Monday, October 06, 2008

Black Redstart



I have seen swans, herons and cormorants in Deptford Creek but never a Black Redstart. Not that I've ever gone down there in full twitcher mode with binoculars etc. but it would be nice to see one as it is a rare bird in the UK, with this one of the few areas it is found. When the Laban centre was built in Deptford they included a rubble 'brown roof' which the birds apparently favour, and there is also a Redstart Close in New Cross named in the bird's honour.

There is a whole lot of information about Deptford Creek and other London habitats at this site. They note that in the 1960s 'with the regeneration of the Barbican the population crashed and although there is still the odd pair recorded in the City, the black redstart’s distribution has gradually moved eastwards along the Thames. In the ‘70s and early ‘80s there were still a few pairs breeding in the docks and along the South Bank but as these areas were regenerated so the black redstart’s numbers diminished'. Lets hope that regeneration doesn't have the same impact on the bird in Deptford - or maybe the global financial crisis has come to its aid.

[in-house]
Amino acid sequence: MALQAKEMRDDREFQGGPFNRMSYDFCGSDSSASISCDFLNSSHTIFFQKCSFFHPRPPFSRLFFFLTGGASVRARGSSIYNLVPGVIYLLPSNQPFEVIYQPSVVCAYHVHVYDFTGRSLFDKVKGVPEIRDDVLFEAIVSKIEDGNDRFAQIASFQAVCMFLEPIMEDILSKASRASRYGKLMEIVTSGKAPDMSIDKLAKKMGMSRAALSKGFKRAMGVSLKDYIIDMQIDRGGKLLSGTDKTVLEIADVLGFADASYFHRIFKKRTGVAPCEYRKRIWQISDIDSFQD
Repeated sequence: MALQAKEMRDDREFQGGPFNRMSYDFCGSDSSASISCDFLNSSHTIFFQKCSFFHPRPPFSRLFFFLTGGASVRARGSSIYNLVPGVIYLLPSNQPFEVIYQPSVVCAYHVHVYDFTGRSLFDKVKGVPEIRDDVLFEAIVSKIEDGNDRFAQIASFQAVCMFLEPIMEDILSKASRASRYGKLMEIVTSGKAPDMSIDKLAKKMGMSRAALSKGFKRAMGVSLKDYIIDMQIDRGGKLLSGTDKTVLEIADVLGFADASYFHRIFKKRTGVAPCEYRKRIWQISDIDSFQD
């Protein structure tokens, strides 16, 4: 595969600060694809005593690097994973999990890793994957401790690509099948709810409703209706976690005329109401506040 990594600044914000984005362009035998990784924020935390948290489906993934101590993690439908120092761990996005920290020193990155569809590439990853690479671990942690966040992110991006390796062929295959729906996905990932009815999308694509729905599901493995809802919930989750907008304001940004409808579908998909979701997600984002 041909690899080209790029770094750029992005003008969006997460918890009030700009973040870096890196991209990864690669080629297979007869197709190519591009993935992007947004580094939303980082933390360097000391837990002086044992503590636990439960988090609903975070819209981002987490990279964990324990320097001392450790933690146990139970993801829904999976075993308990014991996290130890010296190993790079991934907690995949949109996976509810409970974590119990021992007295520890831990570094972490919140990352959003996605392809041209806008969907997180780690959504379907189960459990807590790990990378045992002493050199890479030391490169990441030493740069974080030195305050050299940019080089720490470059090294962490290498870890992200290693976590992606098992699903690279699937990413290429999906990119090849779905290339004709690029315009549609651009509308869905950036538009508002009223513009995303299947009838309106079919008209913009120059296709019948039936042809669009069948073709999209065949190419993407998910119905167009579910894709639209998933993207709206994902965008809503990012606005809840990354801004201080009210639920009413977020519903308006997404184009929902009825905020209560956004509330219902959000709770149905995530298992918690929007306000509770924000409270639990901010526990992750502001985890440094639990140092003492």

As you can see it looks a bit like a robin, but is black with a red tail. Anyone seen one?

4 comments:

Deptford Dame said...

Not yet, although I have occasionally heard bird songs that I haven't been able to identify. I think I need to go down there and linger a bit.

But I have seen a kingfisher! (at the mouth of the creek next to Millennium Quay).

Anonymous said...

are numbersof black redstarts increasing ???


we of course have flocks of green parakeets in Dulwich Park now making their way to Peckham Rye

originally from Kingston (actually Walton on Thames Rugby club)

But have they gone further East ?

Michael

Harry said...

Just fyi: the bird in the picture is a middle eastern subspecies; the birds you'll see in London only have red tails and not all that red on the belly.

Transpontine said...

Thanks Harry, I have finally got round to changing the picture to the correct sub species